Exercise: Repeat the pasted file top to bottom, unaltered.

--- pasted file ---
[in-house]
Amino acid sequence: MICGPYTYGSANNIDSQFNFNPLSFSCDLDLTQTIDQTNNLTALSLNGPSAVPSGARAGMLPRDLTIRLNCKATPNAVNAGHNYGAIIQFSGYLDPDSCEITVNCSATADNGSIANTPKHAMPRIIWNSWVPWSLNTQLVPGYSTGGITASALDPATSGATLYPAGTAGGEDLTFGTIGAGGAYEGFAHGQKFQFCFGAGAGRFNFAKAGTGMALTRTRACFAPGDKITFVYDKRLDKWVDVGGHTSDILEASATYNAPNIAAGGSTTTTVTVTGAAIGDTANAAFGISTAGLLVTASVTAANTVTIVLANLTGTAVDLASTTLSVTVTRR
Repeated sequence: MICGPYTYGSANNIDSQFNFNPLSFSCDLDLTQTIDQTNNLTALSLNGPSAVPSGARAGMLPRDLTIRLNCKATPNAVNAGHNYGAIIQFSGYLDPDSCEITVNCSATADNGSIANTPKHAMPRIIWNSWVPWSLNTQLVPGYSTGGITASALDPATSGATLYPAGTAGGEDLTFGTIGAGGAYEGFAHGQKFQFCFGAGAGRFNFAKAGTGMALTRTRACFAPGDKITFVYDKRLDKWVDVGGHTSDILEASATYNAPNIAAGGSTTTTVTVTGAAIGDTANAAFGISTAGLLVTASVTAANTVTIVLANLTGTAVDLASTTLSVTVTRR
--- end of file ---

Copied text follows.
[in-house]
Amino acid sequence: MICGPYTYGSANNIDSQFNFNPLSFSCDLDLTQTIDQTNNLTALSLNGPSAVPSGARAGMLPRDLTIRLNCKATPNAVNAGHNYGAIIQFSGYLDPDSCEITVNCSATADNGSIANTPKHAMPRIIWNSWVPWSLNTQLVPGYSTGGITASALDPATSGATLYPAGTAGGEDLTFGTIGAGGAYEGFAHGQKFQFCFGAGAGRFNFAKAGTGMALTRTRACFAPGDKITFVYDKRLDKWVDVGGHTSDILEASATYNAPNIAAGGSTTTTVTVTGAAIGDTANAAFGISTAGLLVTASVTAANTVTIVLANLTGTAVDLASTTLSVTVTRR
Repeated sequence: MICGPYTYGSANNIDSQFNFNPLSFSCDLDLTQTIDQTNNLTALSLNGPSAVPSGARAGMLPRDLTIRLNCKATPNAVNAGHNYGAIIQFSGYLDPDSCEITVNCSATADNGSIANTPKHAMPRIIWNSWVPWSLNTQLVPGYSTGGITASALDPATSGATLYPAGTAGGEDLTFGTIGAGGAYEGFAHGQKFQFCFGAGAGRFNFAKAGTGMALTRTRACFAPGDKITFVYDKRLDKWVDVGGHTSDILEASATYNAPNIAAGGSTTTTVTVTGAAIGDTANAAFGISTAGLLVTASVTAANTVTIVLANLTGTAVDLASTTLSVTVTRR